It was off to Hotel Chantelle with a herd of hipsters for cocktails. To be brutally honest, the previously alluded to cucumber concoctions had left me a bit between the ephemeral and the permanent, and I was in an excited state. The roof is so close to being ready and I’m so excited to ask people how much they truly, honestly love it. Chantelle was popping and I hung out with my cutest friend Stephanie and her friends who she referred to as “her Gays!” I showed them the roof, and they were completely, brutally honest—telling me how wonderful it was. The handsomer one—or maybe it was the other—said it was like Paris with a view of the Williamsburg Bridge. He so got me. I promised to absolutely invite him back when it’s done, which might be as early as next week if the contractors behave with brutal honesty. They rarely do .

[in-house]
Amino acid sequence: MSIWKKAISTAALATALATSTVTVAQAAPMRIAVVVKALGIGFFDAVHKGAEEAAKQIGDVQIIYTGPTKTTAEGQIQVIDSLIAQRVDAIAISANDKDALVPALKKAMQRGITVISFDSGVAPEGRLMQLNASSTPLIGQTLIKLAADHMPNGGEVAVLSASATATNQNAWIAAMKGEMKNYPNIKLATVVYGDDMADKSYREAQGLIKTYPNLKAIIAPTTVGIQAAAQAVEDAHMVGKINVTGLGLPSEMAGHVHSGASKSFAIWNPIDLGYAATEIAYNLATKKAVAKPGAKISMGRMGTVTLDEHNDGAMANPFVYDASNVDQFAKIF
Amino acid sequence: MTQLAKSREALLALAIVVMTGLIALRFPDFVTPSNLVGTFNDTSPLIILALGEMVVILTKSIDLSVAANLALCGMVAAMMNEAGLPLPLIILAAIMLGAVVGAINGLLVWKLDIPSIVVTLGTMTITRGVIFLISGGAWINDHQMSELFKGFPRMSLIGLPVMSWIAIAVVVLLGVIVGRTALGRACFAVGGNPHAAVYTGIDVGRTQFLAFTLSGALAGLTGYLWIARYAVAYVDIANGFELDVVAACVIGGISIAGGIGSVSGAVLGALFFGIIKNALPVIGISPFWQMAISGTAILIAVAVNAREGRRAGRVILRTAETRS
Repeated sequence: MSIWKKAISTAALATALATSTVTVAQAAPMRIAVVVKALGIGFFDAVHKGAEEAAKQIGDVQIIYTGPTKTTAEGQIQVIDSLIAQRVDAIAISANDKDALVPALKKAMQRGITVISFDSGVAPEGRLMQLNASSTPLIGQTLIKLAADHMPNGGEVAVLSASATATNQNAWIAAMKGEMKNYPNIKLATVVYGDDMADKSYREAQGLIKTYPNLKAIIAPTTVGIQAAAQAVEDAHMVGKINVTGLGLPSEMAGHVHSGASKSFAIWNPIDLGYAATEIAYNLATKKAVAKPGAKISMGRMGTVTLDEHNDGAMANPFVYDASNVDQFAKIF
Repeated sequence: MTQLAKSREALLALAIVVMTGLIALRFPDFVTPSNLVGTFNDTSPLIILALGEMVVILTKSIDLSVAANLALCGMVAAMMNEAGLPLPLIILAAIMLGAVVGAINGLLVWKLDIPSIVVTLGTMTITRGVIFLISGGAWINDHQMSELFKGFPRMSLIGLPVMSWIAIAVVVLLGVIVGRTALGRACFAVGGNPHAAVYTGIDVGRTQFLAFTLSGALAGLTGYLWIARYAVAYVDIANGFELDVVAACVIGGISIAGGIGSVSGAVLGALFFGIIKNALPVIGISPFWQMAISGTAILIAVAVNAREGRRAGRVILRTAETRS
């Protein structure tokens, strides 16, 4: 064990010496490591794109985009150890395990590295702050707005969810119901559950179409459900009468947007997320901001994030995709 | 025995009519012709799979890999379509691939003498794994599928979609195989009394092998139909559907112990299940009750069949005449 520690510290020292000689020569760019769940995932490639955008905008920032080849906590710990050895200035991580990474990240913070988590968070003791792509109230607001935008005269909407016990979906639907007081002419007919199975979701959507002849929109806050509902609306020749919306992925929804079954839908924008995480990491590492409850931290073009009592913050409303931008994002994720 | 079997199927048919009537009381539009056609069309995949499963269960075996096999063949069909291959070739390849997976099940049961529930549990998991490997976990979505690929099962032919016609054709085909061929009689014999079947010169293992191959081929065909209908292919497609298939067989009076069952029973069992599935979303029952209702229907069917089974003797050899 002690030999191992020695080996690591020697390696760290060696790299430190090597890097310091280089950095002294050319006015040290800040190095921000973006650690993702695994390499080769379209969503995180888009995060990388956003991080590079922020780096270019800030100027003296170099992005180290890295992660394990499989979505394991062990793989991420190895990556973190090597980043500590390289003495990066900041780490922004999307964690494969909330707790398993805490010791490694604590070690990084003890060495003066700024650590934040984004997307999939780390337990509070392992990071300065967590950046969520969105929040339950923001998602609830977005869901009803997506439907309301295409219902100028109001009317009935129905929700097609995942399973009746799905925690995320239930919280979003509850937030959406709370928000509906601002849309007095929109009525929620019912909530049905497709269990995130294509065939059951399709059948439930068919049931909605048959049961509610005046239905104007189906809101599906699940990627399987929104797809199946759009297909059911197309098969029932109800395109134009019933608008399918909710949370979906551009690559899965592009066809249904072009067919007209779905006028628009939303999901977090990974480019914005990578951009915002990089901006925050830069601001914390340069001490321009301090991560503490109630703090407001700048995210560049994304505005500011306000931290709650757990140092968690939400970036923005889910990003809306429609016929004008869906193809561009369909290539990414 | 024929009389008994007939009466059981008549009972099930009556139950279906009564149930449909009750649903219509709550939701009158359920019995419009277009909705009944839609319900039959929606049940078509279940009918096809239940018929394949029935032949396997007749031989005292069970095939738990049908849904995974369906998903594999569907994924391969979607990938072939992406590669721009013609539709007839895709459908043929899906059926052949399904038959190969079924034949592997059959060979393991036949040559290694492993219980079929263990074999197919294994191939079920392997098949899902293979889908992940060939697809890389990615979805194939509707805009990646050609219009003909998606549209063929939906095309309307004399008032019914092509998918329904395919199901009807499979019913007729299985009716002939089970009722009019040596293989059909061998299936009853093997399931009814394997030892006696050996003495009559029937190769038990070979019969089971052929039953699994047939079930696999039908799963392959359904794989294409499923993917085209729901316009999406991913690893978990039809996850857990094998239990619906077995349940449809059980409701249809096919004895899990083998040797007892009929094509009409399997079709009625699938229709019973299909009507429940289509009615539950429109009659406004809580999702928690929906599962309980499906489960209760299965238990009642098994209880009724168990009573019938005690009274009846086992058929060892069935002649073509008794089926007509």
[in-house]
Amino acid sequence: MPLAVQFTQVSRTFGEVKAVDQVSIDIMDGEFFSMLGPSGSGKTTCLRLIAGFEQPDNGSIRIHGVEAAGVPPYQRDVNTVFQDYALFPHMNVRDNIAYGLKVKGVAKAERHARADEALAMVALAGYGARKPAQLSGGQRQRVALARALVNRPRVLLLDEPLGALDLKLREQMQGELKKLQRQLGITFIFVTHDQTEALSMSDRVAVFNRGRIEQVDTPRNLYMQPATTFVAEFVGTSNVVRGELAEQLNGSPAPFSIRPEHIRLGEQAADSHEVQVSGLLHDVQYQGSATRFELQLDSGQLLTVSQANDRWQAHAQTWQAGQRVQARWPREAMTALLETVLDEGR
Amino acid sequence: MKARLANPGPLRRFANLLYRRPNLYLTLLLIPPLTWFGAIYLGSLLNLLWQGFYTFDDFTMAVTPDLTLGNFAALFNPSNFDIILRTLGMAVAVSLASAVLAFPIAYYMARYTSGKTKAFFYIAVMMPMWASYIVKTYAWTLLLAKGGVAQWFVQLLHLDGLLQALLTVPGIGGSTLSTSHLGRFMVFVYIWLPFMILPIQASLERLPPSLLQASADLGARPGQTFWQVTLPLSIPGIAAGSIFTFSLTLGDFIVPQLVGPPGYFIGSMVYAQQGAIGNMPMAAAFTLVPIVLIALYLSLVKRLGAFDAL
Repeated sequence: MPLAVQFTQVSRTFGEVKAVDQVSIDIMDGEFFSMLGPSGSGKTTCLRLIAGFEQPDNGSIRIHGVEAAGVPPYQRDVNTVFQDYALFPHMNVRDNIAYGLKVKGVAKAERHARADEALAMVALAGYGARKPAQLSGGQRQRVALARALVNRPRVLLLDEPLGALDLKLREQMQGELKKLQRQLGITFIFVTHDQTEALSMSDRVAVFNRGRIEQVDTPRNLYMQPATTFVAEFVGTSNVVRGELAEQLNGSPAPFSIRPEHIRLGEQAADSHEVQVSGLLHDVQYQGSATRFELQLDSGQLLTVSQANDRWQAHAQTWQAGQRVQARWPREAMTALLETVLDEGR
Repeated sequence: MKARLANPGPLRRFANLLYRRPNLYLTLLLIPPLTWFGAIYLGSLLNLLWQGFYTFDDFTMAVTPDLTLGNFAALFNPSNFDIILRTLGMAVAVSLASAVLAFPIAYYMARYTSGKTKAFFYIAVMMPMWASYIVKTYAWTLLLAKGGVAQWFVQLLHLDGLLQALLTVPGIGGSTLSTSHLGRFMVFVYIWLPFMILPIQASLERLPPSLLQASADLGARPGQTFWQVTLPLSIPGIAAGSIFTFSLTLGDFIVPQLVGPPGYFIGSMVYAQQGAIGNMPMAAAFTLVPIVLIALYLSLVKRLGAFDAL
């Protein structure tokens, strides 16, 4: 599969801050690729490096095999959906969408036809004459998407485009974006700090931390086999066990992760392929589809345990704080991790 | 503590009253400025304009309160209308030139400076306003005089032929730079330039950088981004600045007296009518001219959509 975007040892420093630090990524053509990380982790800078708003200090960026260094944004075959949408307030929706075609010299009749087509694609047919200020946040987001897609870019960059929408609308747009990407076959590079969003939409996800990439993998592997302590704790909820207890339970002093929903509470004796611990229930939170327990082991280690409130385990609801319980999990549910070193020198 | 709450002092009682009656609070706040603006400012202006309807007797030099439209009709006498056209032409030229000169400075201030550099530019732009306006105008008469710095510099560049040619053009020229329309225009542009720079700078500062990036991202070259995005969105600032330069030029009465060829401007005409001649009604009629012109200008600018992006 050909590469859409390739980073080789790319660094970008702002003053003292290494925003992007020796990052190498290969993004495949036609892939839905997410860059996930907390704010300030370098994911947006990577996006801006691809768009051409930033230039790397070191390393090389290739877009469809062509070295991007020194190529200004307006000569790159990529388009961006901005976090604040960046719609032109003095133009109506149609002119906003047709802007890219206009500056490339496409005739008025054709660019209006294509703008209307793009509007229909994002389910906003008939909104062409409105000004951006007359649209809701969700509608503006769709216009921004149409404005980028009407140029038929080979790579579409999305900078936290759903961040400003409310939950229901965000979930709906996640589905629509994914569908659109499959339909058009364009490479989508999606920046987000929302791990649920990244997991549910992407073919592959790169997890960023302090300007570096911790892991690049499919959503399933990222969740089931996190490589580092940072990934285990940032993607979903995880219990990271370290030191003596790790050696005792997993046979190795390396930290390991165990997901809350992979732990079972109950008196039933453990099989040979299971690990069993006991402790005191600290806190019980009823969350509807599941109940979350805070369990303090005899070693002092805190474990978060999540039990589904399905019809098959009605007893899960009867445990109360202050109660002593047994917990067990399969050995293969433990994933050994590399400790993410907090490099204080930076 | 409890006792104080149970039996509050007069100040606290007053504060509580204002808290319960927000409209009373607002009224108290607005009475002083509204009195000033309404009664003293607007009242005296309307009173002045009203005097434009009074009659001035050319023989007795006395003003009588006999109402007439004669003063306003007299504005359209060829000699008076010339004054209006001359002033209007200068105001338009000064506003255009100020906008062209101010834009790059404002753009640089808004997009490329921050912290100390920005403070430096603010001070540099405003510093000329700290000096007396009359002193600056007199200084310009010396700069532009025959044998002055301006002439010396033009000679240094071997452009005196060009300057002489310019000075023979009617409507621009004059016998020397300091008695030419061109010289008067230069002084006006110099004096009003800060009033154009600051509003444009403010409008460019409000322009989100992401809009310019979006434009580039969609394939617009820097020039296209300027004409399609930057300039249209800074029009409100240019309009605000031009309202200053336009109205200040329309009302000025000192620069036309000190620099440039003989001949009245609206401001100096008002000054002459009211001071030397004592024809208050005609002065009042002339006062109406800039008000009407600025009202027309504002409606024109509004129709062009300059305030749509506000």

Somehow I ended up downtown at the Woolworth building where my young old friend, Eric Adolfson, was hosting the after party from that art show at his joint, The Wooly. Eric was part of my merry clan when he was but a wee-lad. It was established that I had completely corrupted him when he was in his Wonder Bread years, and that he had caught the fever which, of course, butterflied into a dream and passion. That’s the way it is: being a nightlife impresario, you can’t get enough. The warning on the side of that cigarette pack says “don’t get or take more than you can handle.” I unfortunately always skipped the fine print. A gentleman in the crowd recognized me from that Limelight documentary, which apparently is still being previewed short of it’s August debut. I wonder how you all will think of me when you see me in that. I was brutally honest, and not very subtle anyway, Eric has it so together at Wooly. He’s a bright guy surrounded by the brightest people, and the Wooly is just wow. It’s everything I ever wanted and worked hard to create. Every time some follower complains that there is nothing to do at night, a friend leads me to another gem. I had heard only good things about The Wooly, but it takes great things to get me to the Financial District. I can’t wait to go back. Eric and I talked about wallpapers, couches, tables, and such, and the future plans. We will talk about all that when it’s the proper time.